The Power Of Habit - Charles Duhigg
"The Power of Habit" by Charles Duhigg was the book I decided to read for this class. This book addressed the science of habits and how they are developed. He discusses how habits develop, how they may be altered, and how new behaviors can replace old ones. This book discussed the idea of habit formation. Duhigg explains how reinforcements can be used to mold habits and change undesirable behavior. This book is made up of short stories and case studies that show us how habits are significant and may develop or change.
My favorite part of this book was chapter 4 titled “The Golden Rule of Habit Change”. I enjoyed this chapter because he used a football-related narrative, which made it fascinating to read about, but I also liked it since it had crucial information. Duhigg describes that in order to change a habit you should keep the cue and reward the same but change the routine which is the middle part. This chapter was also inspiring to me because it described how the coach had been rejected by multiple teams before one gave him a chance, and now his teams are among the best-performing ones and have broken records. This demonstrates persistence and the strength of habit. This brought to mind the reinforcement slides we went over. He said it is more likely to change the pattern and habit if the reinforcement is steady. From reading about this I’m interested in the kind of reinforcement he was using to help these players break old habits and develop new ones.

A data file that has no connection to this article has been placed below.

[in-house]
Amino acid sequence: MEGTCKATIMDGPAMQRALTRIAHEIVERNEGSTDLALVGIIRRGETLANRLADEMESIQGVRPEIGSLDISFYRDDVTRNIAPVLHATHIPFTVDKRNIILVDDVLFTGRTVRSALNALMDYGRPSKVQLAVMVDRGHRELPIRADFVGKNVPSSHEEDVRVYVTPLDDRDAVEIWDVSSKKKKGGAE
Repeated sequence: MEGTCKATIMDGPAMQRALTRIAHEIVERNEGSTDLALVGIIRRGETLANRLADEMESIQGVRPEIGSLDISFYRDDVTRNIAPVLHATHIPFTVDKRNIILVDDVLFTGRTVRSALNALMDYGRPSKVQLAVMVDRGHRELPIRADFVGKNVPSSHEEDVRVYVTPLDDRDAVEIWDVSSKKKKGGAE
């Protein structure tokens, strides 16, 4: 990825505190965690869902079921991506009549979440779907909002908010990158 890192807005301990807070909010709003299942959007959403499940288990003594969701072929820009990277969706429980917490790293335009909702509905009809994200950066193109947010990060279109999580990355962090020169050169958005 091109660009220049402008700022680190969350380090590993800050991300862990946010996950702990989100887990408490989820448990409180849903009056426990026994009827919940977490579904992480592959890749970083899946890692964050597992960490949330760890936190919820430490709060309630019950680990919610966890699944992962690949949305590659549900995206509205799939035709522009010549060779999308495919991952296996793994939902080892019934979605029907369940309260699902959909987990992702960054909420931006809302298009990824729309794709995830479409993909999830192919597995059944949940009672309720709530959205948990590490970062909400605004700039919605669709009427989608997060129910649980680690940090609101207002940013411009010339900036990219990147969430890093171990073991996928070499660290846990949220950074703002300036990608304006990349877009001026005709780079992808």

In chapter 7 titled “How Target knows what you want before you do” reminded me of one of the motivation lectures titled “Food”. In this chapter, the author shows how Target arranges their food such that you will select it first and how retailers know that if they do this, you will be more likely to select junk food when you come across it in the future. This reminded me of the slide “food preferences” from the “food” lecture. When learning about food preferences it stood out to me that we develop innate food preferences when we are babies, but as we get older we develop learned preferences. Even though they are not entirely related, if retailers have a good understanding of customer preferences, they will probably be better equipped to market and encourage people to buy things.
I decided to design a poster that represents the characteristics of a habit. I added the cue, routine, and reward. In order to change a habit, you must change the routine that is in the middle. To show a habit that is broken down into its various parts, I created a picture.
I've learned from reading this book that habits are changeable and that we have the power to alter our own behaviors. It has shown me that through small wins we are able to achieve bigger goals.I started to think about my own habits as I was reading this book over the past several weeks. I noticed that I was beginning to get overwhelmed by the amount of things I had to do. I was taking seven classes over the summer, in addition to working and packing since I'm moving. I had to review my daily routines in order to accomplish as much as possible because I had a lot to do each day. Normally I would have a cue such as boredom, then I would get on social media, and I would reward myself by watching TikTok. Because of this, I felt like I was getting nothing done because I would spend hours on TikTok. After reading about habit loops I began to put it into practice in my daily life. Whenever I would begin to feel bored, I would get one assignment done, and then I would take a break after and allow myself to get on TikTok. This made it easier for me to develop the habit of finishing my schoolwork before taking a break rather than letting it pile up while I was on my phone. Changing that small habit helped me increase my productivity, and overall manage my time better. This book has helped me learn many things that I will continue to implement in my daily life.